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arrimado

English translation: tenant farm worker

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GLOSSARY ENTRY (DERIVED FROM QUESTION BELOW)
Spanish term or phrase:arrimado
English translation:tenant farm worker
Entered by: Myriam S
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10:38 Nov 1, 2006
Spanish to English translations [PRO]
Social Sciences - Government / Politics / Puerto Rico
Spanish term or phrase: arrimado
The sentence is as follows, "la personalidad colonizada comparte la mentalidad agrícola del arrimado que vive y cultiva la tierra del lugarteniente."
Myriam S
United States
Local time: 21:57
tenant farm worker
Explanation:
Or peasant, but that has pejorative connotations.

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Note added at 2 hrs (2006-11-01 13:22:03 GMT)
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Notice that the Oxford dictionary definitions are all pejorative:
arrimado /a : (Col, Méx, Ven fam) scrounger, freeloader (colloq), sponger (BrE colloq). and they may not be quite suitable for your context.
Selected response from:

neilmac
Spain
Local time: 03:57
Grading comment
I think both tenant farm worker and sharecropper are appropriate answers in this instance. Thank you both neilmac, and thank you cecourtright for suggesting sharecropper.
4 KudoZ points were awarded for this answer

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Summary of answers provided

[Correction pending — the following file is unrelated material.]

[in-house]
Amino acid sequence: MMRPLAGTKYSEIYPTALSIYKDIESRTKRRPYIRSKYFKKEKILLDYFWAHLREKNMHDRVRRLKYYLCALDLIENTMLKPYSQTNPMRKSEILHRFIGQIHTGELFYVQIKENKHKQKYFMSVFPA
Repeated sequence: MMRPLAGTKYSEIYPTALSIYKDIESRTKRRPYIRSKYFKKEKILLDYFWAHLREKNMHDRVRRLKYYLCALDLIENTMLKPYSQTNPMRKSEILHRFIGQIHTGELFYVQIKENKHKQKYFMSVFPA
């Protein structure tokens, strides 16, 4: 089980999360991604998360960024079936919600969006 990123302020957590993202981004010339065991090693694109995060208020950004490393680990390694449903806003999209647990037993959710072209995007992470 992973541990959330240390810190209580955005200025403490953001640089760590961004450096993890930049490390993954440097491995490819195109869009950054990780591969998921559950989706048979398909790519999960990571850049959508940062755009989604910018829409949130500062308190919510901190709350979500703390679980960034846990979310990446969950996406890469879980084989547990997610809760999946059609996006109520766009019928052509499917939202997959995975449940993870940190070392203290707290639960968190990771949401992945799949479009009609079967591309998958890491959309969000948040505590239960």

4 +6tenant farm worker
neilmac
4farm laborer//peon
bigedsenior
4 -1dependent, retainer, menial
Patricia Rosas
3serf/subject
Carol Gullidge
2 -2a parasite/a lazy peon
Gad Kohenov


  

Answers


7 mins   confidence: Answerer confidence 4/5Answerer confidence 4/5 peer agreement (net): +6
tenant farm worker


Explanation:
Or peasant, but that has pejorative connotations.

--------------------------------------------------
Note added at 2 hrs (2006-11-01 13:22:03 GMT)
--------------------------------------------------

Notice that the Oxford dictionary definitions are all pejorative:
arrimado /a : (Col, Méx, Ven fam) scrounger, freeloader (colloq), sponger (BrE colloq). and they may not be quite suitable for your context.

neilmac
Spain
Local time: 03:57
Works in field
Native speaker of: English
PRO pts in category: 162
Grading comment
I think both tenant farm worker and sharecropper are appropriate answers in this instance. Thank you both neilmac, and thank you cecourtright for suggesting sharecropper.

Peer comments on this answer (and responses from the answerer)
agree  Maria Garcia
0 min
  -> Gracias Maria :-)

agree  Christina Courtright: good but "tenant farmer" is of wider usage - sharecropper if he pays tribute in crops to owner
3 hrs
  -> Thank you CC